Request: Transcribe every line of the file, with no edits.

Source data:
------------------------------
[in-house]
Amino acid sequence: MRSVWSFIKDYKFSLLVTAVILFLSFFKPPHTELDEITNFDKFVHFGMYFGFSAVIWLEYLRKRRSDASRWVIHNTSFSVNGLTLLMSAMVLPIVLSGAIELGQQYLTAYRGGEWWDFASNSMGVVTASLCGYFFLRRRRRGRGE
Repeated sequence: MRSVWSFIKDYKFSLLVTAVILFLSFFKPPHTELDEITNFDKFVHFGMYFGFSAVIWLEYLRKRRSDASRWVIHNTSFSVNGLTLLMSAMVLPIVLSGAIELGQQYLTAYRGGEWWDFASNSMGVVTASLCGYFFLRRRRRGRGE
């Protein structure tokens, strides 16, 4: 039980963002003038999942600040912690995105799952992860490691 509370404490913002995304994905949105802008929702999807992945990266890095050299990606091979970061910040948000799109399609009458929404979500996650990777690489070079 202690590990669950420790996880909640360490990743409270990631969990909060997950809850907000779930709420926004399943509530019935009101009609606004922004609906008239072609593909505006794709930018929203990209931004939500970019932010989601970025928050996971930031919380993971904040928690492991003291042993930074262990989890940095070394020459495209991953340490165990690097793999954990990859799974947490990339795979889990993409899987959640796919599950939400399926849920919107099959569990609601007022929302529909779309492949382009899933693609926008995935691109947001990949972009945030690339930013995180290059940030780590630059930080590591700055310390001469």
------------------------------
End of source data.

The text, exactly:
[in-house]
Amino acid sequence: MRSVWSFIKDYKFSLLVTAVILFLSFFKPPHTELDEITNFDKFVHFGMYFGFSAVIWLEYLRKRRSDASRWVIHNTSFSVNGLTLLMSAMVLPIVLSGAIELGQQYLTAYRGGEWWDFASNSMGVVTASLCGYFFLRRRRRGRGE
Repeated sequence: MRSVWSFIKDYKFSLLVTAVILFLSFFKPPHTELDEITNFDKFVHFGMYFGFSAVIWLEYLRKRRSDASRWVIHNTSFSVNGLTLLMSAMVLPIVLSGAIELGQQYLTAYRGGEWWDFASNSMGVVTASLCGYFFLRRRRRGRGE
């Protein structure tokens, strides 16, 4: 039980963002003038999942600040912690995105799952992860490691 509370404490913002995304994905949105802008929702999807992945990266890095050299990606091979970061910040948000799109399609009458929404979500996650990777690489070079 202690590990669950420790996880909640360490990743409270990631969990909060997950809850907000779930709420926004399943509530019935009101009609606004922004609906008239072609593909505006794709930018929203990209931004939500970019932010989601970025928050996971930031919380993971904040928690492991003291042993930074262990989890940095070394020459495209991953340490165990690097793999954990990859799974947490990339795979889990993409899987959640796919599950939400399926849920919107099959569990609601007022929302529909779309492949382009899933693609926008995935691109947001990949972009945030690339930013995180290059940030780590630059930080590591700055310390001469």